Nation
Ethics panel recommends Mallya expulsion from Rajya Sabha
New Delhi : The Rajya Sabha ethics panel has recommended the expulsion of Vijay Mallya "with immediate effect" from the house after his resignation was rejected by Chairman Hamid Ansari.
 
"Having considered the whole matter, including Mallya's (resignation) letter, the Committee of Ethics unanimously decided at its meeting on May 3, 2016, to recommend to the house that Vijay Mallya be expelled with immediate effect," the panel said in its recommendation to the upper house.
 
The report was tabled in the house on Wednesday by panel chairman Karan Singh.
 
"The committee hopes that by taking such stern action, a message would reach the general public that parliament is committed to take such steps as are necessary against erring members to uphold the dignity and prestige of this great institution."
 
The house will now take a call on the recommendation before adopting or rejecting the committee report.
 
Mallya is accused of defaulting on more than Rs.9,000 crore in loans he had taken from a consortium of banks. He left India on March 2 and is believed to be in the United Kingdom. His passport has been revoked after he failed to appear for three consecutive summons by the Enforcement Directorate.
 
In an apparent attempt to pre-empt his expulsion, Mallya wrote to Chairman Ansari on Tuesday seeking to resign from the house because he did not want his "name and reputation to be further dragged in mud".
 
However, Ansari turned down the resignation on procedural grounds.
 
Disclaimer: Information, facts or opinions expressed in this news article are presented as sourced from IANS and do not reflect views of Moneylife and hence Moneylife is not responsible or liable for the same. As a source and news provider, IANS is responsible for accuracy, completeness, suitability and validity of any information in this article.

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Land reforms fail, 5 percent of India’s farmers control 32 percent land
The average land given to the rural landless is small and falling, from 0.95 acres in 2002 to 0.88 acres in 2015 - a 7.4 percent drop over 13 years - and a slowdown is evident in the process of taking land away from rich landlords, the RTI data revealed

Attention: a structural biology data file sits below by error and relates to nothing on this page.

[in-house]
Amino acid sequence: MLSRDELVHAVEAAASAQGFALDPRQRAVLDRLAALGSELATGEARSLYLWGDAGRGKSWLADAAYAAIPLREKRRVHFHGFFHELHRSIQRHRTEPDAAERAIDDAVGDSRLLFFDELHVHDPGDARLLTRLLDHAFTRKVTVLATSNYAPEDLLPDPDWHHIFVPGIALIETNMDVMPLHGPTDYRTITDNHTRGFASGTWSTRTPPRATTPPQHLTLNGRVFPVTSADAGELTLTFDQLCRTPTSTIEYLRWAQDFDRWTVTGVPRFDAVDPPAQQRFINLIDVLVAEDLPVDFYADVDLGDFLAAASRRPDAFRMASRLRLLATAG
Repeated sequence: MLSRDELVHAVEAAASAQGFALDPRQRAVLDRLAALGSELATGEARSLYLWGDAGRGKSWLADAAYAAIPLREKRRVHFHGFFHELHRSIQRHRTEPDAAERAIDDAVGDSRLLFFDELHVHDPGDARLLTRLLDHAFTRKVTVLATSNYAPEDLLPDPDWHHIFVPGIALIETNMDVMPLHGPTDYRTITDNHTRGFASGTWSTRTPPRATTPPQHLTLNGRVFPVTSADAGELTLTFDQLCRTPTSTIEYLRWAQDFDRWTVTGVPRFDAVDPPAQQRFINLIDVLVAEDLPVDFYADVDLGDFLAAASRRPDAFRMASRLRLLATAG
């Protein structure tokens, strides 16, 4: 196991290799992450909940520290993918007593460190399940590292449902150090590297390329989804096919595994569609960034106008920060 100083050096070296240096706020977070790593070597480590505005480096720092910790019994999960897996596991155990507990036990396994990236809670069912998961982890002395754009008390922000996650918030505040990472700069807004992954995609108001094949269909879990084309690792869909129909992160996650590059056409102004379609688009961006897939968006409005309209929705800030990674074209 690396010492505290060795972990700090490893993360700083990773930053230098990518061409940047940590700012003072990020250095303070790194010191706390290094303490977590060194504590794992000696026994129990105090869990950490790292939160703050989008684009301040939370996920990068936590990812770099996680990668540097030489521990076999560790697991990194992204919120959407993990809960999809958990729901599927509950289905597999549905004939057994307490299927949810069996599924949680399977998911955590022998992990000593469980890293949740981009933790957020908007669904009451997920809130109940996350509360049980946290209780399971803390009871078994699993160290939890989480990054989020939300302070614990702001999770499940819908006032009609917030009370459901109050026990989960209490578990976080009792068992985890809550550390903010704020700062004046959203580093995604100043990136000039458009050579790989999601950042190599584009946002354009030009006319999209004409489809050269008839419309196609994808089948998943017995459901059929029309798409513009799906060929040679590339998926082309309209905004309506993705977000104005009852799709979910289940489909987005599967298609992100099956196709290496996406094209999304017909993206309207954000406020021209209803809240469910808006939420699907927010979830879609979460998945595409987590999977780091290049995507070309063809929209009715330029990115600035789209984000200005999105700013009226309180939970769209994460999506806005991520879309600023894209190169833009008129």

Why it is difficult to reverse more than half-a-century of land-reform failures?
 
 
Five facts, gleaned from the 2011-12 agricultural census and 2011 socio-economic caste census and this correspondent’s data, summarise the failure of India’s land reforms:
 
* No more than 4.9 percent of farmers control 32 percent of India’s farmland
 
* A “large” farmer in India has 45 times more land than the “marginal” farmer
 
* Four million people, or 56.4 percent of rural households, own no land
 
* Only 12.9 percent of land marked - the size of Gujarat - for takeover from landlords was taken over by December 2015
 
* Five million acres - half the size of Haryana - was given to 5.78 million poor farmers by December 2015
 
What has largely failed nationwide - with the exception of West Bengal - over 54 years since a land-redistribution law was passed is not likely to improve, according to data this correspondent received to a right-to-information (RTI) application filed with the Department of Land Resources of the Indian government’s Ministry of Rural Development.
 
The average land given to the rural landless is small and falling, from 0.95 acres in 2002 to 0.88 acres in 2015 - a 7.4 percent drop over 13 years - and a slowdown is evident in the process of taking land away from rich landlords, the RTI data revealed.
 
As of December 2015, land declared “surplus” (meaning, it could be taken away from landlords) across India stood at 6.7 million acres; the government took over 6.1 million acres; and distributed 5.1 million acres to 5.78 million people.
 
Similarly, the land declared surplus has fallen over the years. Between 1973 and 2002, an average of 150,000 acres was declared surplus, and an average of 140,000 acres was distributed every year. In contrast, between 2002 and 2015, the land declared surplus every year was 4,000 acres, while land in government possession and distributed declined by 29,000 acres and 24,000 acres per year, respectively